Obviously, this will be quite a bit different look on the "Rear View" than I have done in years past because of the ongoing pandemic. For one thing, there will be no real event reviews due to all my events having been postponed. There will be reports on "The Quest", of course, and the Single Speed Century, and the failed Solo GTDRI from this Summer. I'll have reports on all the bikes used throughout the year, and the changes to them, if any.
Plus I will have an essay, maybe two, on the COVID-19 affected landscape as it affected myself and my immediate surroundings. Obviously, THAT will be the #1 story of 2020. How could it not be.
I'll be talking about the first (almost) year at Andy's Bike Shop, how the pandemic affected that scene, and why this change in my work life has been one of the best things to have happened to me in years. Speaking of work, December 1st 2020 marks six years of RidingGravel.com for myself and I want to take a quick look at where that ride has taken me as well. So, stay tuned for the "Rear View 2020" and "Bikes of 2020" and more starting now through the end of the year.
Marketing. Ya just gotta love it, right? A niche of cycling gets started and the next thing ya know every company has some specific thing made for that discipline. Whether it matters or not. Such is the case with these specific saddles from 'fizik'. These are their Argo range of saddles and are the short/wide type of saddles I first noticed coming out for triathlon purposes.
These saddles made sense for me in terms of tri pursuits since those riders tend to ride bikes with very steep virtual seat angles and they also tend to position their bodies up on the nose of the saddle. Also, since there are arcane rules regarding saddle to bottom bracket relationship in place for road time trialists, their saddles also need to be shorter. I get that. Okay, what I don't get is why these saddles work in other disciplines of riding.
The nose of a saddle is used to steer your bike, by the way. If you've ever ridden one of those nose-less, supposed 'comfort' saddles, you would get this immediately. Anyway, with a shorter saddle, you lose some of this effect. Also, these saddles are really pretty wide and the transition from wide to narrow is a lot more abrupt. Huh....... Color me as one who doesn't 'get this'. I've sat myself on customer's bikes with these types of saddles on test rides and, well.......nope. I just don't see the appeal here.
So, all of that to say this- If you ride one of these saddles, what is it that makes these work for you? Enlighten me, please. I ask because to my way of thinking, these short/wide saddles go against every ergonomic and technique driven attribute most cycling saddles for enthusiasts exhibit. Thanks in advance. The gravel specific thing? Whatever......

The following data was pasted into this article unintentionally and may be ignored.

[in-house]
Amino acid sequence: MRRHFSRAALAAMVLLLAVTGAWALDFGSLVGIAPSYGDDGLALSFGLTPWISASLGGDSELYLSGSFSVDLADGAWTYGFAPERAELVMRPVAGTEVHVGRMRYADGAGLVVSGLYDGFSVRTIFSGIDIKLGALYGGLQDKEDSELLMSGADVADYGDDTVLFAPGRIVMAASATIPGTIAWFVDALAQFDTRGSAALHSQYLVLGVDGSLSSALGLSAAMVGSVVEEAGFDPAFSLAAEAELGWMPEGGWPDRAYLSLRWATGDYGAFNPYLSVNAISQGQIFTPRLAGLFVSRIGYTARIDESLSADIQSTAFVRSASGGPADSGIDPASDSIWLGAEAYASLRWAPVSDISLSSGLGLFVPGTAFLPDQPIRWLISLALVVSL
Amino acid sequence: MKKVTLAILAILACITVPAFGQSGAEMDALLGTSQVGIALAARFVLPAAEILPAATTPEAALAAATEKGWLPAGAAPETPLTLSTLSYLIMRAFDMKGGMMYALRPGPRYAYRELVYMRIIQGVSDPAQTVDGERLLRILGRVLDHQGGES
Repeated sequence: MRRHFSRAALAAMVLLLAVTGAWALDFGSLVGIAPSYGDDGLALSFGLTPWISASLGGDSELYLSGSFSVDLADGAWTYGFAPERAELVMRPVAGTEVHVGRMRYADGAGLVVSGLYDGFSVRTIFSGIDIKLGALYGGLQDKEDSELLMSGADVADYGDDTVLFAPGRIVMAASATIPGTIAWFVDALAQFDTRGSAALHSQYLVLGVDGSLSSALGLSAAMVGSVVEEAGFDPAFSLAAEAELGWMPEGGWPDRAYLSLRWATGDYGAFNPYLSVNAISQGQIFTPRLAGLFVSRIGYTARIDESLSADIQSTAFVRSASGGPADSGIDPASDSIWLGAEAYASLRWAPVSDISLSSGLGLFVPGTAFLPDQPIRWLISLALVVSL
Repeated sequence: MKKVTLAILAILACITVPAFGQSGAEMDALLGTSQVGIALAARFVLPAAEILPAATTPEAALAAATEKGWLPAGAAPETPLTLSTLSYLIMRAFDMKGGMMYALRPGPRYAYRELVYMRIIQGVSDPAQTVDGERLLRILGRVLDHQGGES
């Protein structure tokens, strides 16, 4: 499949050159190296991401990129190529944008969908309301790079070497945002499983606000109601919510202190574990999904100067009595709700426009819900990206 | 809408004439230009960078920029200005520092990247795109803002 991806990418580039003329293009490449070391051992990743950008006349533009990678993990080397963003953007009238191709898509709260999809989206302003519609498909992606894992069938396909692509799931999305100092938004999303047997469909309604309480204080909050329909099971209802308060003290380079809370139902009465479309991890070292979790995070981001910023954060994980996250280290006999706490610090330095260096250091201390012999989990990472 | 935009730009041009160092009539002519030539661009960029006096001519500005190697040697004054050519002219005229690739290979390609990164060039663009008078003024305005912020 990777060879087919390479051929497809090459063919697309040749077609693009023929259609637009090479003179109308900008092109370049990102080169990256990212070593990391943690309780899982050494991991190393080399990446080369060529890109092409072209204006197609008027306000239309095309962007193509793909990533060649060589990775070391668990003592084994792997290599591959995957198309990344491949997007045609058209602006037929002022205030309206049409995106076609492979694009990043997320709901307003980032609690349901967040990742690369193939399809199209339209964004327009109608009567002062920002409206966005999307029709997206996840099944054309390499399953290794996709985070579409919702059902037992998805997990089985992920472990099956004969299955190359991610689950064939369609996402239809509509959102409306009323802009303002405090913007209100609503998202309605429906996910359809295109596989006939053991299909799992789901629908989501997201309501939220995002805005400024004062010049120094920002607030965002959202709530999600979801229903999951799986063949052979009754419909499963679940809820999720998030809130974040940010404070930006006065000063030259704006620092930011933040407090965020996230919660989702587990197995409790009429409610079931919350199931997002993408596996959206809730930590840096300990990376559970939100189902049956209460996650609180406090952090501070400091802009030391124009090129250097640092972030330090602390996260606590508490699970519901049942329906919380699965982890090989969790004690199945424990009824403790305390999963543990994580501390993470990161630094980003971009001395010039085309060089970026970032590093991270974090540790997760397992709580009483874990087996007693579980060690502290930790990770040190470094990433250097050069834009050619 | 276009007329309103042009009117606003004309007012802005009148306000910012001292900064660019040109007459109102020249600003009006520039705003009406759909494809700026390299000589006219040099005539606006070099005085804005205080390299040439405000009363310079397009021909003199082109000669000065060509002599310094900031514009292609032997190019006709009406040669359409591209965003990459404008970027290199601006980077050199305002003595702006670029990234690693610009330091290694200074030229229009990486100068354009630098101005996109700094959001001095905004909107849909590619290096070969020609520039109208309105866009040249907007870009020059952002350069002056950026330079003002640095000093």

Okay, so there is a period of time during Winter that the gravel roads get slicked up with compressed snow and ice and this pretty much makes it so that I have to abandon riding out in the country for a while. Of course, there are solutions to this 'problem', if you want to look at this as a problem to be solved. I mean, you could just say it is a golden opportunity to ride in the woods, or, ya know, stay at home with a hot cup of coffee and a book. (Do people still read books?) But staying indoors is not an option for me, so yes- this is a problem to be solved.
Now, I have some 40+ mm studded gravel tires. They are the 45NRTH Gravdal models, but have you seen how uneven gravel roads get when they are frozen over? My issues with a narrower tire is that these undulations and ruts could upset the bike enough that stud contact on the surface is not going to be sufficient enough for stable riding. I don't need to biff it on a rock-solid road in freezing temperatures. The risk is too great for the reward.
Fat bike tires have a LOT more surface area contact, and therefore have the potential for more studs to be engaged than a narrower gravel type studded tire. So, my thoughts have been that if I can get a set of studded fat bike tires that look like they have a decent rolling resistance and are not like tractor tires, then I might consider going that way and riding my Ti Muk 2 this Winter on gravel. These 45NRTH Wrathlorde tires look pretty good in that regard. The thing is they are $250.00.......for one! Spending a half a grand just to be able to ride a couple months on gravel?
Hand me that book and that cuppa joe.........
Naw.....just kidding. I'm going outdoors to ride, but probably not out in the country if things get iced up. I'll figure something else out. Just like I have for since......well, a long time now. But if those tires were a more reasonable buy, I would do that. Anyway, just a thought.
That's a wrap for this week. Get out and enjoy the outdoors,however you can! Thanks for reading!